Science Highlights

Snakes on a plane: This atomic-resolution simulation of a peptoid nanosheet reveals a snake-like structure never seen before. The nanosheet’s layers include a water-repelling core (yellow), peptoid backbones (white), and charged sidechains (magenta and cyan). The right corner of the nanosheet’s top layer has been “removed” to show how the backbone’s alternating rotational states give the backbones a snake-like appearance (red and blue ribbons). Surrounding water molecules are red and white.06.06.16Science Highlight

Understanding and Predicting Self-Assembly

Newly discovered “design rule” brings nature-inspired nanostructures one step closer. Read More »

A high-resolution photo shows the inside of the Alcator C-Mod tokamak with a representative cross-section of a fusion plasma superimposed.05.20.16Science Highlight

Supercomputers Predict New Turbulent Interactions in Fusion Plasmas

Cutting-edge simulations provide an explanation for a mystery over half a century old. Read More »

Selective etching of palladium (blue) from palladium-platinum core-shell nanoparticles (left) yields hollow platinum (grey) nanocages with high activity for the oxygen reduction reaction.04.30.16Science Highlight

Hollow and Filled with Potential

Hollow shape-selected platinum nanocages represent a new class of highly active catalysts. Read More »

The orange carotenoid protein of cyanobacteria binds a single carotenoid pigment molecule that may dissipate excess light energy when it moves within the protein.04.30.16Science Highlight

Changing Colors for Built-in Sunblock

Molecular movements triggered by light redirect the flow of energy through photosynthetic cells to protect them from sun damage. Read More »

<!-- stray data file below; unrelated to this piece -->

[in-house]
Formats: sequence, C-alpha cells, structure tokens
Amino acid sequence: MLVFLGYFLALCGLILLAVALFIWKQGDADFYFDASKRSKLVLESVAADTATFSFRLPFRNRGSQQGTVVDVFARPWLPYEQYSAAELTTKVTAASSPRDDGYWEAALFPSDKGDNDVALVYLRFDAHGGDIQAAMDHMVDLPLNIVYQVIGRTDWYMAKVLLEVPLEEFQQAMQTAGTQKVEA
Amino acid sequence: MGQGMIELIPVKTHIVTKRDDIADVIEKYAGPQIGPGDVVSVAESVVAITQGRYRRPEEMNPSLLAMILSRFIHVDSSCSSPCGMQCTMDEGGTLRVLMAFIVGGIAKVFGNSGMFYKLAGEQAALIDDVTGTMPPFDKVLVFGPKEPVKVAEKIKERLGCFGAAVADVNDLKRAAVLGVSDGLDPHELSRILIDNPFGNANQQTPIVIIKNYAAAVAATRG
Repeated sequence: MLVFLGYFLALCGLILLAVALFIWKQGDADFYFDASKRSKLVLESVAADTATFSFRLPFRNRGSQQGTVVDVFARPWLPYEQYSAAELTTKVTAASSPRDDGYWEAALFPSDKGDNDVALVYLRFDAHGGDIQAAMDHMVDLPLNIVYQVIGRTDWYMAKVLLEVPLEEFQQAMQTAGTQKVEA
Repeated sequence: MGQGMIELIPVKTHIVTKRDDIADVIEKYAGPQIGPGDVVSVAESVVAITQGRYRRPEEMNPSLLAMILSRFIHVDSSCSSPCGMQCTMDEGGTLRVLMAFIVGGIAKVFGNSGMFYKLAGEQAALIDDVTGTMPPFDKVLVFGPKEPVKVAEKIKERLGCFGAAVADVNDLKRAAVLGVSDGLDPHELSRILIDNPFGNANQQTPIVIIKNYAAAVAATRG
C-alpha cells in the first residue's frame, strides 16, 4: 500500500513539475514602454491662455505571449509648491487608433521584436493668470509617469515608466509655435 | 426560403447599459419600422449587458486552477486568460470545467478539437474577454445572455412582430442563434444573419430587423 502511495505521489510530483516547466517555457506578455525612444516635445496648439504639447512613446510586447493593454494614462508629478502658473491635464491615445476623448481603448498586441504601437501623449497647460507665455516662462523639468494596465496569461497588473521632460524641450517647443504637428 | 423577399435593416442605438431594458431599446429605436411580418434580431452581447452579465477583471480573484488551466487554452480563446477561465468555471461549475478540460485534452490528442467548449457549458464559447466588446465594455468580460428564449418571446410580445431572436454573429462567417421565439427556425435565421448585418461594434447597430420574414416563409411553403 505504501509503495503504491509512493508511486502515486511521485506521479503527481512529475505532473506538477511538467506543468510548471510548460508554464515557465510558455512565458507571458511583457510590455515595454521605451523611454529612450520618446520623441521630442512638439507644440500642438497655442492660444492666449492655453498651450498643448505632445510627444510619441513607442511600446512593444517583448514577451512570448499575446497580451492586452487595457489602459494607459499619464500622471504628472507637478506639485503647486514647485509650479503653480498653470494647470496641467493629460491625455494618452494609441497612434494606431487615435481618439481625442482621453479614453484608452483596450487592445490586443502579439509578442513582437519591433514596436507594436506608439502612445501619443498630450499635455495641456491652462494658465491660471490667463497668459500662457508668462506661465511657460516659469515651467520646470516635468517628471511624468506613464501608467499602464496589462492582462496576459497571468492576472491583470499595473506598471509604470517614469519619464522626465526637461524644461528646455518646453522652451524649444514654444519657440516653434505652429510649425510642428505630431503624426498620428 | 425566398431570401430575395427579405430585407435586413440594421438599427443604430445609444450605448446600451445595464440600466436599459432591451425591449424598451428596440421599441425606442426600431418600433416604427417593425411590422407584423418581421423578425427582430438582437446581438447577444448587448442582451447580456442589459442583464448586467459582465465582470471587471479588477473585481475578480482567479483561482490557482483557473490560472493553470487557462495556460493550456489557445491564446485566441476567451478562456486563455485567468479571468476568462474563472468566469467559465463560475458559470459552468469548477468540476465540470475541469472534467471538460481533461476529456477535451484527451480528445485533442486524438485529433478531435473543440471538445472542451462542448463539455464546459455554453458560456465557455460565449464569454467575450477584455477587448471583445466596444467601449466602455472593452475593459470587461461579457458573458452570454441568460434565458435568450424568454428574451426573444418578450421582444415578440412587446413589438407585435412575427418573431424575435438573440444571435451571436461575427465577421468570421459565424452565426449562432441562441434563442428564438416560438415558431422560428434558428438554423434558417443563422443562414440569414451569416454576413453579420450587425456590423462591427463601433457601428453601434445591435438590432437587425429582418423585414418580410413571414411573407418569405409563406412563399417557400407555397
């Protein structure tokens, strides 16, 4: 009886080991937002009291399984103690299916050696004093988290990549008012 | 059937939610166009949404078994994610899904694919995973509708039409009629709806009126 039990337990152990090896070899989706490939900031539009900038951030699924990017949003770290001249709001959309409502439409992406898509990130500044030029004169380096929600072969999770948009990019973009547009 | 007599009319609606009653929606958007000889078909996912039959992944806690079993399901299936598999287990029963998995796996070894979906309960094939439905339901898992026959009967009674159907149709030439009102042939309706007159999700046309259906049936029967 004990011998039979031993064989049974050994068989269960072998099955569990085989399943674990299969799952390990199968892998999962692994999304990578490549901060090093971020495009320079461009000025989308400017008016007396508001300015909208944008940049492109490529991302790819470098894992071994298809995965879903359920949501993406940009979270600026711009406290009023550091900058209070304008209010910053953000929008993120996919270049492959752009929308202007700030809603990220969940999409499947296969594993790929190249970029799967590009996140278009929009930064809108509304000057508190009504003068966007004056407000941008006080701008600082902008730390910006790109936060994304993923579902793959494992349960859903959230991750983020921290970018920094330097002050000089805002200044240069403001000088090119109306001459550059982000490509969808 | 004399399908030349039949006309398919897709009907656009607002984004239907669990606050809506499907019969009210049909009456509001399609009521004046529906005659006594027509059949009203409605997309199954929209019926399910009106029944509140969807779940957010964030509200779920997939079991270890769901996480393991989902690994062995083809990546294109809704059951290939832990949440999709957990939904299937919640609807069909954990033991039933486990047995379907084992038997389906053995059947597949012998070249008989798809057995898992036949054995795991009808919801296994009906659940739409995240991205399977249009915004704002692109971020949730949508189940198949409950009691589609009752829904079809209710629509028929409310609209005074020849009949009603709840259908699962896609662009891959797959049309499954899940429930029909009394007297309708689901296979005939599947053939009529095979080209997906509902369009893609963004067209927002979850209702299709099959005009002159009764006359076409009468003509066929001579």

MD simulation shows membranes with an asymmetric molecular distribution of about 0.6 nm; yellow = gold; red = organo-thiol ligand molecules.03.31.16Science Highlight

Janus-like Nanoparticle Membranes

Sub-nanometer molecular asymmetry between the two different faces of nanoparticle membranes formed at air-water interface is revealed. Read More »

Conceptual art connects the atomic underpinnings of the neutron-rich calcium-48 nucleus with the Crab Nebula, which has a neutron star at its heart.02.29.16Science Highlight

What Is the Size of the Atomic Nucleus?

The neutron skin of the nucleus calcium-48 is much thinner than previously thought. Read More »

Researchers from the Molecular Foundry, working with users from Columbia University led by Latha Venkataraman, have created the world’s highest-performance single-molecule diode using a combination of gold electrodes and an ionic solution.11.01.15Science Highlight

Viable Single-Molecule Diodes

Major milestone in molecular electronics scored by Molecular Foundry and Columbia University team. Read More »

Visualized model of a superlubricity (low-friction) system: gold = nanodiamond particles; red = graphene nanoscroll; green = underlying graphene on silica; black = diamond-like carbon surface.10.01.15Science Highlight

Near Zero Friction from Nanoscale Lubricants

Researchers have attained superlubricity, the near absence of friction, at a carbon-silica interface using nanodiamonds wrapped in graphene flakes. Read More »

Understanding the conditions and pathways that position populations of isolated ions and shared proton species as they react in water allows scientists to better understand the chemistry of concentrated hydrogen chloride solutions, which has implications in chemical processes ranging from refining oil to building longer-lasting batteries.08.01.15Science Highlight

Keeping the Ions Close: A New Activity

Study changes perception on how acids behave in water. Read More »

Million molecule simulation of ice formation in a single water droplet.08.01.15Science Highlight

Freezing a Droplet to Stop the Ice

Advances in simulating water molecules in droplets reveal surfaces that may be resistant to ice formation. Read More »